Sentences in the Desert

To Glen

Out into the desert
into tall night
the family comes walking
sad Okies, books’ images filming
over their skins
Invisible amoebas of words
with slipping colors

Not here, the family
no brothers no father
no desert boots
no hands
innocent and dreaming
no faces hid by dark.
We are shades in the moving
crystal, beetle dark.
The Coleman lantern swings
from tall father,
murking the dark with light,
frightening the border
where dark jumps into light.

Beetles run
made huge by isolation
startled by instinct,
all they are: crabs
in the deep sea we plow before us
in the sea black night
over cold dunes
sucking and sliding under feet,
running before us when we run,
filling our boots with sand.
So cold
and crystal is the night.
We are lost in desert
with our Okie lantern
hunting the big black beetles
and rats with tails long-tufted
hopping plumed over loose dunes;
in tiny holes and doorways
nocturnal spiders weightless
on legs like arched haired fingers;
plump mice, dime-tiny
delicate as seedpods
on grasswaved leanings into wind.
Catch the tiny desert mouse
or kangaroo rat trembling
into thy big pale hand
thy sculpted gentle
curled bone hand.

He is the cool skin desert.
He owes us all.
We love him.
We are tamed.

We are lost. We climb the wash
to the ridge,
push yucca over.
He makes a bonfire in the night.
We wait for the VW
to be unlost,
for the others to find us,
the safe big brothers.
We run to look again
over the black ridge-edge
for the long roof somewhere
Blue van, home.
Bonfire brave and crackling
warming our father
making invisible the coyotes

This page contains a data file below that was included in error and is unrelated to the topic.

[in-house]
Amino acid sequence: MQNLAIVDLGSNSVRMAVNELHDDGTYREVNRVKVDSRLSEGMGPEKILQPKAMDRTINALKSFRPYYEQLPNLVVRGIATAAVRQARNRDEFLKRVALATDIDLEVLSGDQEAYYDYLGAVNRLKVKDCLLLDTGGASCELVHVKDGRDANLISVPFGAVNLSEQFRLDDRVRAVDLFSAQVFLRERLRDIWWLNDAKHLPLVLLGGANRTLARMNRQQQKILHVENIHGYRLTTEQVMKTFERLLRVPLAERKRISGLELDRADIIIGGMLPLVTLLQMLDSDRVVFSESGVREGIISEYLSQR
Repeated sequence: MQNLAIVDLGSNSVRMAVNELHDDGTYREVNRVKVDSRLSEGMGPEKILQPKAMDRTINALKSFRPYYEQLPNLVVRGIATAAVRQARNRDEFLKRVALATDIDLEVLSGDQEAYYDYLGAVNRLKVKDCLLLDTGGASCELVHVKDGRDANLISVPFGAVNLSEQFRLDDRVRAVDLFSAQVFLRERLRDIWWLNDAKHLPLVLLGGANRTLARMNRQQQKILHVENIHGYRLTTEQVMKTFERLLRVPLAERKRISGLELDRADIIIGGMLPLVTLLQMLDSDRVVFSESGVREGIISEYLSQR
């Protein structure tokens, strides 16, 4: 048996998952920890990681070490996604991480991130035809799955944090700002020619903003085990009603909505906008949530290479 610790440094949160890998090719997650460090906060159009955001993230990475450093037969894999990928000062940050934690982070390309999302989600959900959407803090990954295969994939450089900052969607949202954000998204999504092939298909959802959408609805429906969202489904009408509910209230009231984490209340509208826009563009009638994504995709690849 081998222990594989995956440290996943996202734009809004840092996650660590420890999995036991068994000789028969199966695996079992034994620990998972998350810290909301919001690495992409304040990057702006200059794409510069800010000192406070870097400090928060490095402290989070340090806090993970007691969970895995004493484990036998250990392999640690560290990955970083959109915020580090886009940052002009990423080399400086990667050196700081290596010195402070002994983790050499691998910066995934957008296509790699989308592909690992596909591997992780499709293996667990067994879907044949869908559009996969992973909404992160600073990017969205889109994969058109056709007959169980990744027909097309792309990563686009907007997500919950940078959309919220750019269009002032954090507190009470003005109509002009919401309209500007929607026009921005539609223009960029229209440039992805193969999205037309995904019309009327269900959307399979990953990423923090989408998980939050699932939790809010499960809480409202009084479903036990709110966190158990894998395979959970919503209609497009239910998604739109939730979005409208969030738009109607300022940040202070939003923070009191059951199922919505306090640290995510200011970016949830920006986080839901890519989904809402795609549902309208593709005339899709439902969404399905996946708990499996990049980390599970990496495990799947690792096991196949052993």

who howl far over ridges
And I wondering
why it was dead, the eight-legged tarantula
hand-huge and brittle
velvet upholstered
like tomcat’ balls.
It was on a rock in daylight
dead like a leaf out of season.
Others came along too, all dead.
We lie down
on cold sand
pillowed on the talisman
awaiting coyotes, rescue, or dark.

Then soon the shout
Huck found us
The VW had flown backwards
up over the ridge,
shown us the rooftop
we had seen and not known it.
Home was frosted metal and warm
rackety breathing
morsel in vast cold dark.

Later, one purple twilight
my first Guru
with blackringed eyes…
was only a man,
a friend; he walked with me
to a wide rise
and looked with purple-cast eyes
over purple sage
to the violet mountains.
Sky hung down around us,
a wispy settling shade.
In the dark spare whisperings
we could feel the peoples
who had been spare,
and the austerity of sage.
We were violet.
He cared for me. The family
was old doom; this Jim
magic talisman. New
old eyes, soft violet twilight.

He tried to lift me
from beneath the feet
like dreams have
up over desert’s
wide disarray, free
heart-pained floating
over the dotted sage.
He tried to fly me
too high
into the pull of that upper gravity,
and I was eleven,
and the mountains cut me,
and the weight of this mountain called earth
held me down.
I sat in worship
in the temple; sleep and sage
mixing molecules in purple dark.
He told me I could skip it all.
I want to weep.

On the campfire
demons laugh in quickflame joy
and I am safe
in the illusion of my father,
his sage’s shade
reaching, his arms’ gentle sphere
harmless, innocuous, sublime.
My sleeping father is a blade.
My chuckling saddened father
with his wealth of peanuts
in cashew cans, macadamias
and man’s marshmallows, cider fresh
and fermenting,
is the pool I sleep in.
His wealth of paper phials
and annotated spiders
and his last dollars to pharmaceutical
supply houses for the medicine bottles
enclosing centipede, scorpion, muse.
His love escapes me.
He is mysterious as woman is to man.

Riverside, ‘68